Starspot distributions on fully convective M dwarfs: implications for radial velocity planet searches

Barnes, J. R.; Jeffers, S. V.; Jones, H. R. A.; Pavlenko, Ya. V.; Jenkins, J. S.; Haswell, C. A. and Lohr, M. E. (2015). Starspot distributions on fully convective M dwarfs: implications for radial velocity planet searches. The Astrophysical Journal, 812(1) p. 42.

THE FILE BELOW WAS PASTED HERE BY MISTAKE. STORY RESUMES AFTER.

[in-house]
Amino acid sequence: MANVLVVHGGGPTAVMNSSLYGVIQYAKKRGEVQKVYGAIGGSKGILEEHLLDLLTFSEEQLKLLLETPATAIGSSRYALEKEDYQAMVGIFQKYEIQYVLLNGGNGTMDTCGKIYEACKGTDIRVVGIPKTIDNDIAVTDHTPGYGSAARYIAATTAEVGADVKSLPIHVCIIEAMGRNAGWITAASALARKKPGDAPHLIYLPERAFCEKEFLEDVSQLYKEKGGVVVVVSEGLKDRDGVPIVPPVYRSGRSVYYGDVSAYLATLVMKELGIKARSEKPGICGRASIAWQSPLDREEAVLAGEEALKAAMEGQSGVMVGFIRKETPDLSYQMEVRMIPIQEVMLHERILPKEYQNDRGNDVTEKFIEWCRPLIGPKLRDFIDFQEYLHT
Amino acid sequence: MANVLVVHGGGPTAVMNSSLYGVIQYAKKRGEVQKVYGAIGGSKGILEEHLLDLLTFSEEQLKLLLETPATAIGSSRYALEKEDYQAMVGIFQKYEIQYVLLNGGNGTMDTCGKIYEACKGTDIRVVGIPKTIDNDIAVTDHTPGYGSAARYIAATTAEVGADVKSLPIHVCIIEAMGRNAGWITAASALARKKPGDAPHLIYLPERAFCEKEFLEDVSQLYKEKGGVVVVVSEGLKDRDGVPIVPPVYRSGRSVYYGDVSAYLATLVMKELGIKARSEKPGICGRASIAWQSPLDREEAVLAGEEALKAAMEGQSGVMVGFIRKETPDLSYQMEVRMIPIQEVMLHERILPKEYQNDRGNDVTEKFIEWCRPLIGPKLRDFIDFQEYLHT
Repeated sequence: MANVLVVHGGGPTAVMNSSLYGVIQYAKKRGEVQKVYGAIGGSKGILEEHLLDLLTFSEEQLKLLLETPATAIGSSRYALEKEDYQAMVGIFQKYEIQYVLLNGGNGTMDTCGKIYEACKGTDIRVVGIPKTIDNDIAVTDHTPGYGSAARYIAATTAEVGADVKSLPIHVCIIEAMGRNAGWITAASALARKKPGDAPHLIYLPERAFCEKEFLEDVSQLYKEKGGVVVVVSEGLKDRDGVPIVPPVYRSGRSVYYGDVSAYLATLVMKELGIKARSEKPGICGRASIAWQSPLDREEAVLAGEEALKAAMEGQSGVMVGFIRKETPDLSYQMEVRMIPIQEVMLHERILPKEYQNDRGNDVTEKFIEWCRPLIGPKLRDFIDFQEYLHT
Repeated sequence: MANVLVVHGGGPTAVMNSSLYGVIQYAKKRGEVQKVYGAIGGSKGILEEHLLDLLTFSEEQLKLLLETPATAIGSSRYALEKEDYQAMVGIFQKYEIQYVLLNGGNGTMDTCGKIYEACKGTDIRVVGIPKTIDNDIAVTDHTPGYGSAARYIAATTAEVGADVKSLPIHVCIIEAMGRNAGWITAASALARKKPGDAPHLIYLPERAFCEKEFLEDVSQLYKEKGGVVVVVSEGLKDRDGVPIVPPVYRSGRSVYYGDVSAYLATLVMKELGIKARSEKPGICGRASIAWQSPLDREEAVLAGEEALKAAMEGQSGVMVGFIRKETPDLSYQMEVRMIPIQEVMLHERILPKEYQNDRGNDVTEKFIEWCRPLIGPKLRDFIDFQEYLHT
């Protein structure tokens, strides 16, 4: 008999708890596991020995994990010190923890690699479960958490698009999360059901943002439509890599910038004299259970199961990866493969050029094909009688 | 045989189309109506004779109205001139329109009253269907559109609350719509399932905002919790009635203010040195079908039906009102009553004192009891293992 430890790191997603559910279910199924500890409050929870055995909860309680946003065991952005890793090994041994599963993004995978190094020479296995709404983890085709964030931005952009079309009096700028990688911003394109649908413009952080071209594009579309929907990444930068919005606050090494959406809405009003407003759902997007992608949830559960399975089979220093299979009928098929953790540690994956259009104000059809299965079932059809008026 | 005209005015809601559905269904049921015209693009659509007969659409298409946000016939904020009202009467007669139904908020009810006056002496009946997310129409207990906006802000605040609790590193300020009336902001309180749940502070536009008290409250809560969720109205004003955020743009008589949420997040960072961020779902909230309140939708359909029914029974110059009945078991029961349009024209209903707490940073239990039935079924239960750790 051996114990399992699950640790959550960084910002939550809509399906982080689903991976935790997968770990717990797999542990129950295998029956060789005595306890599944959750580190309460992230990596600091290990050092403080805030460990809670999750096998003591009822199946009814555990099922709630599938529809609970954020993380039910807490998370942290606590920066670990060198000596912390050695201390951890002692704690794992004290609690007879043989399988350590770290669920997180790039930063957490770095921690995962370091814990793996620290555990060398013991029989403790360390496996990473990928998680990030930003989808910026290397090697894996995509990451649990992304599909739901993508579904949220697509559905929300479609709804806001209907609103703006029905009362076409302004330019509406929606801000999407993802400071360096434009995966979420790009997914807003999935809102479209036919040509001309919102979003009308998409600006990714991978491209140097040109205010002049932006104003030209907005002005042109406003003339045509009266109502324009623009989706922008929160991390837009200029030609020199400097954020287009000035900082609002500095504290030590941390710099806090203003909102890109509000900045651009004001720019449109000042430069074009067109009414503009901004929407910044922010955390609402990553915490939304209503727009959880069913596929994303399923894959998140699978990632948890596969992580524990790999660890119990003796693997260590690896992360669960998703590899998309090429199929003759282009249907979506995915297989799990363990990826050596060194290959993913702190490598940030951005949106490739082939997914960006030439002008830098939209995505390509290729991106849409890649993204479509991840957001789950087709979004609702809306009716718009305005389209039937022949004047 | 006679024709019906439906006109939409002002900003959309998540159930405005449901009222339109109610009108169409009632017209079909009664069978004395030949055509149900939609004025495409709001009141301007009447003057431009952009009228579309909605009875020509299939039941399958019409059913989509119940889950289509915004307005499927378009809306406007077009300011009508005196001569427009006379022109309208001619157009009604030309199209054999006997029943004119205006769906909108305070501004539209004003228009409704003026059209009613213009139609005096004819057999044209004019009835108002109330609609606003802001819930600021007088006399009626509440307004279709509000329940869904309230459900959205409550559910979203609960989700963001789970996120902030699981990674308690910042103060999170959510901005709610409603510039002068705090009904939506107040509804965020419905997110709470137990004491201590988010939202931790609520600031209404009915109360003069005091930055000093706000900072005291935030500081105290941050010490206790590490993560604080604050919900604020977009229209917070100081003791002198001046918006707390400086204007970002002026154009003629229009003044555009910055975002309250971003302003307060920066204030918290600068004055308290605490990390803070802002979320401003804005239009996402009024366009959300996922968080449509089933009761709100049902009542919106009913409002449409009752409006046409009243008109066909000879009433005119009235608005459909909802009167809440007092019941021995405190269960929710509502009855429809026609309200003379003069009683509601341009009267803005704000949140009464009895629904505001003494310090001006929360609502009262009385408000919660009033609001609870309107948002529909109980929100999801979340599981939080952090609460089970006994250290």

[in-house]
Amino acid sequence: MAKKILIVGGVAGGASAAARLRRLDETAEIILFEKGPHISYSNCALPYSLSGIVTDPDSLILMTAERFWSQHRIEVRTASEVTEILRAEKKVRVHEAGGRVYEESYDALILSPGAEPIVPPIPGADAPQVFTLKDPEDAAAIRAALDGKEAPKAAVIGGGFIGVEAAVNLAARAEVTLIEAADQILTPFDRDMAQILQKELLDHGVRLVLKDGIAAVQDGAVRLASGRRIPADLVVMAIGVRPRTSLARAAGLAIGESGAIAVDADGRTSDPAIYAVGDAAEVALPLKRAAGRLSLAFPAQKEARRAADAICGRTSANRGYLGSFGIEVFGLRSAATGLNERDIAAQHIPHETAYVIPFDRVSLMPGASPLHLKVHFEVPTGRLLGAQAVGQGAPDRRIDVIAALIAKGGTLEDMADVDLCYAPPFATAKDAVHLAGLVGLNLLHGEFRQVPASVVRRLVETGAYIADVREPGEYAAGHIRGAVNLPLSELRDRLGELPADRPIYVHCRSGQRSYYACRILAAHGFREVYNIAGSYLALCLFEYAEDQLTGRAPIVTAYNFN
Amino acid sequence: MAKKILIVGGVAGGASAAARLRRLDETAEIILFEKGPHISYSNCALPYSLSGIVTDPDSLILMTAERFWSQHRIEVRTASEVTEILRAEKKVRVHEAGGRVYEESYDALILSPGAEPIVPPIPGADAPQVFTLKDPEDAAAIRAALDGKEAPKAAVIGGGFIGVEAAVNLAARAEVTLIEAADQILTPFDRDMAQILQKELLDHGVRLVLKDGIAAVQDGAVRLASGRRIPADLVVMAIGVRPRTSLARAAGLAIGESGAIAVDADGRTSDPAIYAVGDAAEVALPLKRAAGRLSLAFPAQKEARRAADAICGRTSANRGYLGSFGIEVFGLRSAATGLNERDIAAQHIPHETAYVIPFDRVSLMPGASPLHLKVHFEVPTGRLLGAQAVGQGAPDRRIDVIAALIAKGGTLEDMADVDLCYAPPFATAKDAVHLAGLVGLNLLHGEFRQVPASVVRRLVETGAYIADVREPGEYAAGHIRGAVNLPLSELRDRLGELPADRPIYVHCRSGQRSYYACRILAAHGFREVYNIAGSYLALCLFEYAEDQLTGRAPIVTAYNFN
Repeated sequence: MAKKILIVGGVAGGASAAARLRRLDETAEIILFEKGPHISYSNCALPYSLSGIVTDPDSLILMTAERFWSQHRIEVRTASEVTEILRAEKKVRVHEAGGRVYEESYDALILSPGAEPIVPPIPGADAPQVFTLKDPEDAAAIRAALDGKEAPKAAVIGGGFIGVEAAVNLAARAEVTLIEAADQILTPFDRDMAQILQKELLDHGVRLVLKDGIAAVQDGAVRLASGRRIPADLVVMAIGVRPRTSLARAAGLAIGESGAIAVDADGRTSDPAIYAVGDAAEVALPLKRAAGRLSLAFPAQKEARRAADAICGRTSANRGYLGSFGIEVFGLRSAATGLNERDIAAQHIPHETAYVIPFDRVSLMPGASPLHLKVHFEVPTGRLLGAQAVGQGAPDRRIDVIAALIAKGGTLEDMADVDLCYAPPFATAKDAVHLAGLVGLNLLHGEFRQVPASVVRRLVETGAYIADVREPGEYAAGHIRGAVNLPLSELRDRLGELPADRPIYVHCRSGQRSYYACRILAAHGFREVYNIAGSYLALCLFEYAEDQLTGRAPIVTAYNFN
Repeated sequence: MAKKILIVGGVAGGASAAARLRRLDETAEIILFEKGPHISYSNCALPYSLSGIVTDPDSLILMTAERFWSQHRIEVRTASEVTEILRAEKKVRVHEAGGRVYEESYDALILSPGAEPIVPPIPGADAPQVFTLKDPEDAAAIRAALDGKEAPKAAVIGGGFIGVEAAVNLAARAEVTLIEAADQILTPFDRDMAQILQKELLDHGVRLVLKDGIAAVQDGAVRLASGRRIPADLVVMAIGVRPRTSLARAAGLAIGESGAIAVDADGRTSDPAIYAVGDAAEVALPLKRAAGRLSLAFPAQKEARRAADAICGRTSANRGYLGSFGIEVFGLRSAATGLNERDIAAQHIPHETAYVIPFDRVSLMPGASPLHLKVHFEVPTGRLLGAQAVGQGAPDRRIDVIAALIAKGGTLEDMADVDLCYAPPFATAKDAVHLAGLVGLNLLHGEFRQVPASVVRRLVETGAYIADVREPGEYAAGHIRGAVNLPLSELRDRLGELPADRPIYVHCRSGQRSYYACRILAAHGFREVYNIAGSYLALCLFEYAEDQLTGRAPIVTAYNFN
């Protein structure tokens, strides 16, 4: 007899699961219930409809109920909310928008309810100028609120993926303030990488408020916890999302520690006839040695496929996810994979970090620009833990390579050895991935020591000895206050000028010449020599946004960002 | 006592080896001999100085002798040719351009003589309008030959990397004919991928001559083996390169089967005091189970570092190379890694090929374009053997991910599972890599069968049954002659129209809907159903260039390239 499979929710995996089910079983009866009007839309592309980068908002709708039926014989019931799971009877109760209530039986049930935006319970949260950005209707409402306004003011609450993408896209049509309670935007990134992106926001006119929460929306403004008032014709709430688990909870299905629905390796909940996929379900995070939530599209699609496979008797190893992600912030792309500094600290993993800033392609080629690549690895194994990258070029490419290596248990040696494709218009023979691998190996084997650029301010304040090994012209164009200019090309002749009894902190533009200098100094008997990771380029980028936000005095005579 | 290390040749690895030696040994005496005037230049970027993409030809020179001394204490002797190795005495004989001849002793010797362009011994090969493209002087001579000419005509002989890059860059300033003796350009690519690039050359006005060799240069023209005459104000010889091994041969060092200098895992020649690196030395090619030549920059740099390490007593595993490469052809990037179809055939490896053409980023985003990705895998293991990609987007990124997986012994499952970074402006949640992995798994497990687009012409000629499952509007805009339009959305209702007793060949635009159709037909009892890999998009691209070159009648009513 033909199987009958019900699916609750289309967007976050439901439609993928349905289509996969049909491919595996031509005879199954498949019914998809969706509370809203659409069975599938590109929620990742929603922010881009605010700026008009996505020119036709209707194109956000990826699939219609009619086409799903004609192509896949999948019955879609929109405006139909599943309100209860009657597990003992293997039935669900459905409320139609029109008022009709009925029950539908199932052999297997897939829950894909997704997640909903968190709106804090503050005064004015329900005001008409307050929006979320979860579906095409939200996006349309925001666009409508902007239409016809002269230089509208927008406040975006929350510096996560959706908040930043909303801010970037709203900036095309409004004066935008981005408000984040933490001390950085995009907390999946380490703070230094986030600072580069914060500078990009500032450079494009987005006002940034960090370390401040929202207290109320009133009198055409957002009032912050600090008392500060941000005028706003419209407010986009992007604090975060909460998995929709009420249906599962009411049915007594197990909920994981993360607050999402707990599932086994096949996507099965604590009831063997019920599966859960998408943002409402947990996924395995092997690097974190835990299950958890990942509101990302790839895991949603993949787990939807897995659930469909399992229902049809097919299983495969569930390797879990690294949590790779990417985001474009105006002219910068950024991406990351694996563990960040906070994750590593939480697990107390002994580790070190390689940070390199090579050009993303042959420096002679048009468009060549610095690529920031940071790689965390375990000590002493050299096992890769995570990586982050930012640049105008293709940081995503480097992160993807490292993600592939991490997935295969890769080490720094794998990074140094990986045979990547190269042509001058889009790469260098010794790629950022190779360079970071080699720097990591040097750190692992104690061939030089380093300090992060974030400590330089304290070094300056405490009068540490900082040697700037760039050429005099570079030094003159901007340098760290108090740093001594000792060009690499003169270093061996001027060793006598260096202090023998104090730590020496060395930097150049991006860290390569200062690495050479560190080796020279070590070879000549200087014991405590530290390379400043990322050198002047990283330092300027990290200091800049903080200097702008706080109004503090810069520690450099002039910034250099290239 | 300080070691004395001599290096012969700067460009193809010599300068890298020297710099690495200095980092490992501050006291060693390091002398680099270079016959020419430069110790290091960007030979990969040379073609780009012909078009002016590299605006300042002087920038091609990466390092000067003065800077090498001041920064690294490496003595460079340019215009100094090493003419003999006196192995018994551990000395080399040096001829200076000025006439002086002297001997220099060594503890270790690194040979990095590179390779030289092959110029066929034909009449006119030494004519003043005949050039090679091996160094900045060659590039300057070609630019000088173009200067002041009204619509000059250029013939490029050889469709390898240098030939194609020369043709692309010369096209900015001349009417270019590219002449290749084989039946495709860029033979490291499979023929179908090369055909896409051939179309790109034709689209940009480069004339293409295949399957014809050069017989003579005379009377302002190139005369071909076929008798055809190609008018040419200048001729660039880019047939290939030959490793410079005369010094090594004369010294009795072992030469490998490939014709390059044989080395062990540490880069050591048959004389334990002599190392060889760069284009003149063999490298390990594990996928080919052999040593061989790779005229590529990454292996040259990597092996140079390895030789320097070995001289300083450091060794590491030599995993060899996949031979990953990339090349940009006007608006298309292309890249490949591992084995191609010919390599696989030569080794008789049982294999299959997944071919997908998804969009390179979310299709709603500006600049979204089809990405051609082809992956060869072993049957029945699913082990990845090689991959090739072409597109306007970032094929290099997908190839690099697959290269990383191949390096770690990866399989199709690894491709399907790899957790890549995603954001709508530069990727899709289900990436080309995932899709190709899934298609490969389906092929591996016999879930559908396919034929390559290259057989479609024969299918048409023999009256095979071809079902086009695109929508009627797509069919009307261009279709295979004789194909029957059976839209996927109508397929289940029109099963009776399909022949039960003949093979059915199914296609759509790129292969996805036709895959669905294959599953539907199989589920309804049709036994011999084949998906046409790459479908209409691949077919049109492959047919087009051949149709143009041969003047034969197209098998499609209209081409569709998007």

Since M4.5–M9 dwarfs exhibit equatorial rotation velocities of the order of 10 km s−1 on average, radial velocity surveys targeting this stellar population will likely need to find methods to effectively remove starspot jitter. We present the first high resolution Doppler images of the M4.5 dwarf, GJ 791.2A, and the M9 dwarf, LP 944-20. The time series spectra of both objects reveal numerous line profile distortions over the rotation period of each star, which we interpret as starspots. The transient distortions are modeled with spot/photosphere contrast ratios that correspond to model atmosphere temperature differences of Tphot - Tspot = 300 and 200 K. GJ 791.2A is a fully convective star with v sin i = 35.1 km s−1. Although we find more starspot structure at high latitudes, we reconstruct spots at a range of phases and latitudes with a mean spot filling of ~3%. LP 944-20 is one of the brightest known late-M dwarfs, with spectral type M9V and v sin i = 30.8 km s−1. Its spectral time series exhibits two dominant transient line distortions that are reconstructed as high latitude spots, while a mean spot filling factor of only 1.5% is found. The occurrence of low-contrast spots at predominantly high latitudes, which we see in both targets here, is, in general, likely to be responsible for the low amplitude photometric variability seen in late-M dwarfs. For GJ 791.2A, the radial velocities induced by the starspot features yield an rms velocity variability of 138 m s−1, which can be reduced by a factor of 1.9 using our reconstructed surface brightness distributions.

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